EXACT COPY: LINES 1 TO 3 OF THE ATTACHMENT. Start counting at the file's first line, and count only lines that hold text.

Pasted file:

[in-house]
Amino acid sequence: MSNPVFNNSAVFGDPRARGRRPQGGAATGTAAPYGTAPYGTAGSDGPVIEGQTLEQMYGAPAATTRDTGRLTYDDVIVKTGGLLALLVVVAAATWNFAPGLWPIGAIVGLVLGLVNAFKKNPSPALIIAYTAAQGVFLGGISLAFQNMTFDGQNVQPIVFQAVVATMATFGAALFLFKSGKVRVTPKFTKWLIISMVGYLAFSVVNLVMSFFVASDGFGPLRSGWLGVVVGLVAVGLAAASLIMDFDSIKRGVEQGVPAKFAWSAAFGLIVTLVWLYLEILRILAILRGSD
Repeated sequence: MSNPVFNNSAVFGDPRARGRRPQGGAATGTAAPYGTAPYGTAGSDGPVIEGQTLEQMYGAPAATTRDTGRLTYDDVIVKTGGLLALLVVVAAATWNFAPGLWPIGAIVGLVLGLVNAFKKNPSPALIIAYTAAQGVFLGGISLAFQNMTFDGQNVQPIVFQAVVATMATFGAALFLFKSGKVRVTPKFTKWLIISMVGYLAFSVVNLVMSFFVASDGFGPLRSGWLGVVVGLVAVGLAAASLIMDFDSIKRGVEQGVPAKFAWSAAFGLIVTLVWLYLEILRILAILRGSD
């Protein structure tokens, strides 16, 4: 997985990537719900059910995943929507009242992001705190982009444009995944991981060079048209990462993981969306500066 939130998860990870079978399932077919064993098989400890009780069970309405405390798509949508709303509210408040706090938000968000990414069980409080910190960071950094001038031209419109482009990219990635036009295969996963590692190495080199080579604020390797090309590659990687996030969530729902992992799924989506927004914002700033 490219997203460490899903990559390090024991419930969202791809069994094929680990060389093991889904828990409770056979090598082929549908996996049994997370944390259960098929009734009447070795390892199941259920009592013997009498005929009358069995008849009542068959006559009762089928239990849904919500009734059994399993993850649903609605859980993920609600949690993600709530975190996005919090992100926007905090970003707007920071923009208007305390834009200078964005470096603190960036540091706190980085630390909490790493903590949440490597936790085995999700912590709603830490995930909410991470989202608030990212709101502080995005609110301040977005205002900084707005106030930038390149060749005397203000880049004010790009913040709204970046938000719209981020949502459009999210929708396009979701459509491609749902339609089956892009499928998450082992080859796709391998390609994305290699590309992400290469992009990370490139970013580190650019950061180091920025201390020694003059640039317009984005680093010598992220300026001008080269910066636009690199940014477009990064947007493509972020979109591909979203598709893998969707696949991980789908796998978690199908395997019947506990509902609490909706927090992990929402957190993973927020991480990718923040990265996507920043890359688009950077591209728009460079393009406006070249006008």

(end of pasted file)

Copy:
[in-house]
Amino acid sequence: MSNPVFNNSAVFGDPRARGRRPQGGAATGTAAPYGTAPYGTAGSDGPVIEGQTLEQMYGAPAATTRDTGRLTYDDVIVKTGGLLALLVVVAAATWNFAPGLWPIGAIVGLVLGLVNAFKKNPSPALIIAYTAAQGVFLGGISLAFQNMTFDGQNVQPIVFQAVVATMATFGAALFLFKSGKVRVTPKFTKWLIISMVGYLAFSVVNLVMSFFVASDGFGPLRSGWLGVVVGLVAVGLAAASLIMDFDSIKRGVEQGVPAKFAWSAAFGLIVTLVWLYLEILRILAILRGSD
Repeated sequence: MSNPVFNNSAVFGDPRARGRRPQGGAATGTAAPYGTAPYGTAGSDGPVIEGQTLEQMYGAPAATTRDTGRLTYDDVIVKTGGLLALLVVVAAATWNFAPGLWPIGAIVGLVLGLVNAFKKNPSPALIIAYTAAQGVFLGGISLAFQNMTFDGQNVQPIVFQAVVATMATFGAALFLFKSGKVRVTPKFTKWLIISMVGYLAFSVVNLVMSFFVASDGFGPLRSGWLGVVVGLVAVGLAAASLIMDFDSIKRGVEQGVPAKFAWSAAFGLIVTLVWLYLEILRILAILRGSD